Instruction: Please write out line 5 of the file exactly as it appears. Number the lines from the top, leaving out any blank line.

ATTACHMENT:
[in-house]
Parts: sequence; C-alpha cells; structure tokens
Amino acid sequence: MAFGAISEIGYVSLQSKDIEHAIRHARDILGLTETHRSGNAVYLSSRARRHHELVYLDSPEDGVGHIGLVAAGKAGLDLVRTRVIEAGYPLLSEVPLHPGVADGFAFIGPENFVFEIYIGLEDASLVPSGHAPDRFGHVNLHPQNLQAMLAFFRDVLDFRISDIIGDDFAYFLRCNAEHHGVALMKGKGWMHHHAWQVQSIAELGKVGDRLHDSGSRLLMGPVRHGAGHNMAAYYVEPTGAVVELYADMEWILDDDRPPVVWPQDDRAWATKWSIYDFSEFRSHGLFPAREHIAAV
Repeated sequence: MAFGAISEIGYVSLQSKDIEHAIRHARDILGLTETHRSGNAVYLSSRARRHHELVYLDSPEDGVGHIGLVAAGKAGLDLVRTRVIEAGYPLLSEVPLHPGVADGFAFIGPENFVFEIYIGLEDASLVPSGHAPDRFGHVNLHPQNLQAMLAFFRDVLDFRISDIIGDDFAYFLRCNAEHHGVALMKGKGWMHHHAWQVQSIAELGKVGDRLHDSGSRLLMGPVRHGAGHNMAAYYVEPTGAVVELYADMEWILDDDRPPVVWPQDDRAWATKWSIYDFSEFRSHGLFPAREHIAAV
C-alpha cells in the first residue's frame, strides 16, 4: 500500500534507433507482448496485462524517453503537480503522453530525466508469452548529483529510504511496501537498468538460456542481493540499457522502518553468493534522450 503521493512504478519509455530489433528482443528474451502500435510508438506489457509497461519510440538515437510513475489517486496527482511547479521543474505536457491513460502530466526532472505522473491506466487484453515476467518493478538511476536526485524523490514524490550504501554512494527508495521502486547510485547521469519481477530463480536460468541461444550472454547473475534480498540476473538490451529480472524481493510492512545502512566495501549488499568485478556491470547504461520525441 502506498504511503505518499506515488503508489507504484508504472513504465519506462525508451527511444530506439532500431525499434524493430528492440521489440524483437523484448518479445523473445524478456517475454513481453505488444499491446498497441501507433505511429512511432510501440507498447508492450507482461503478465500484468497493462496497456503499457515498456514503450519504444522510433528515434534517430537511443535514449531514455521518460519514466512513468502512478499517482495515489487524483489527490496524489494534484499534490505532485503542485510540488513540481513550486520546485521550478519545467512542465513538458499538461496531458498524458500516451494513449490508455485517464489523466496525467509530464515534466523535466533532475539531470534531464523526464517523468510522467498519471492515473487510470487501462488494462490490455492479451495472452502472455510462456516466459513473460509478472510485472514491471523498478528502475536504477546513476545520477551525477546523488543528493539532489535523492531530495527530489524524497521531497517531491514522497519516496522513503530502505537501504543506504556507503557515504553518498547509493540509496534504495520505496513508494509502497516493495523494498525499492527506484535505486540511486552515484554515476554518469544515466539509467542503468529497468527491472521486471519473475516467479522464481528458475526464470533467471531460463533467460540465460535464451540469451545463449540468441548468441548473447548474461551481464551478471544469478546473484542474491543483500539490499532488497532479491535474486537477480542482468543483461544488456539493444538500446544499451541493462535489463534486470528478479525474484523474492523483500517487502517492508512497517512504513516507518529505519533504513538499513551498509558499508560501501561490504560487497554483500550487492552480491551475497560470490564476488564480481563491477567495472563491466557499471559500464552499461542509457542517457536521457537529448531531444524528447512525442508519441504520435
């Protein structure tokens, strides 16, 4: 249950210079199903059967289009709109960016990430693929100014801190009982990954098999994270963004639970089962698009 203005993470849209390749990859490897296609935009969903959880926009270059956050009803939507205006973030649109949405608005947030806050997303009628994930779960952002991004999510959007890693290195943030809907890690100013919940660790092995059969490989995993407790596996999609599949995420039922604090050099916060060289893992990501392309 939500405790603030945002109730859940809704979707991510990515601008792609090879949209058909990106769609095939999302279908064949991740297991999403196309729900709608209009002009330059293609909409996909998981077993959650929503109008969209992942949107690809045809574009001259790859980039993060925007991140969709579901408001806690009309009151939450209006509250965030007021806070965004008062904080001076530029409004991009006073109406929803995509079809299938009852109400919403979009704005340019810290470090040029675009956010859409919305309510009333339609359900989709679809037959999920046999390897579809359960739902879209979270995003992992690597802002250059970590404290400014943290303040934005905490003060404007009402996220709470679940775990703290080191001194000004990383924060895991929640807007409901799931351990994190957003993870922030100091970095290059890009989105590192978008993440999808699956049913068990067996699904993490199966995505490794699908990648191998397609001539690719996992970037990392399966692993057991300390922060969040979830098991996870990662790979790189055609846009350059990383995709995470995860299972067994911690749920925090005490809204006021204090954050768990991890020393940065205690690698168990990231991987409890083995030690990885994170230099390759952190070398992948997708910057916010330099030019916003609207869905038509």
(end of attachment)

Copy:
C-alpha cells in the first residue's frame, strides 16, 4: 500500500534507433507482448496485462524517453503537480503522453530525466508469452548529483529510504511496501537498468538460456542481493540499457522502518553468493534522450 503521493512504478519509455530489433528482443528474451502500435510508438506489457509497461519510440538515437510513475489517486496527482511547479521543474505536457491513460502530466526532472505522473491506466487484453515476467518493478538511476536526485524523490514524490550504501554512494527508495521502486547510485547521469519481477530463480536460468541461444550472454547473475534480498540476473538490451529480472524481493510492512545502512566495501549488499568485478556491470547504461520525441 502506498504511503505518499506515488503508489507504484508504472513504465519506462525508451527511444530506439532500431525499434524493430528492440521489440524483437523484448518479445523473445524478456517475454513481453505488444499491446498497441501507433505511429512511432510501440507498447508492450507482461503478465500484468497493462496497456503499457515498456514503450519504444522510433528515434534517430537511443535514449531514455521518460519514466512513468502512478499517482495515489487524483489527490496524489494534484499534490505532485503542485510540488513540481513550486520546485521550478519545467512542465513538458499538461496531458498524458500516451494513449490508455485517464489523466496525467509530464515534466523535466533532475539531470534531464523526464517523468510522467498519471492515473487510470487501462488494462490490455492479451495472452502472455510462456516466459513473460509478472510485472514491471523498478528502475536504477546513476545520477551525477546523488543528493539532489535523492531530495527530489524524497521531497517531491514522497519516496522513503530502505537501504543506504556507503557515504553518498547509493540509496534504495520505496513508494509502497516493495523494498525499492527506484535505486540511486552515484554515476554518469544515466539509467542503468529497468527491472521486471519473475516467479522464481528458475526464470533467471531460463533467460540465460535464451540469451545463449540468441548468441548473447548474461551481464551478471544469478546473484542474491543483500539490499532488497532479491535474486537477480542482468543483461544488456539493444538500446544499451541493462535489463534486470528478479525474484523474492523483500517487502517492508512497517512504513516507518529505519533504513538499513551498509558499508560501501561490504560487497554483500550487492552480491551475497560470490564476488564480481563491477567495472563491466557499471559500464552499461542509457542517457536521457537529448531531444524528447512525442508519441504520435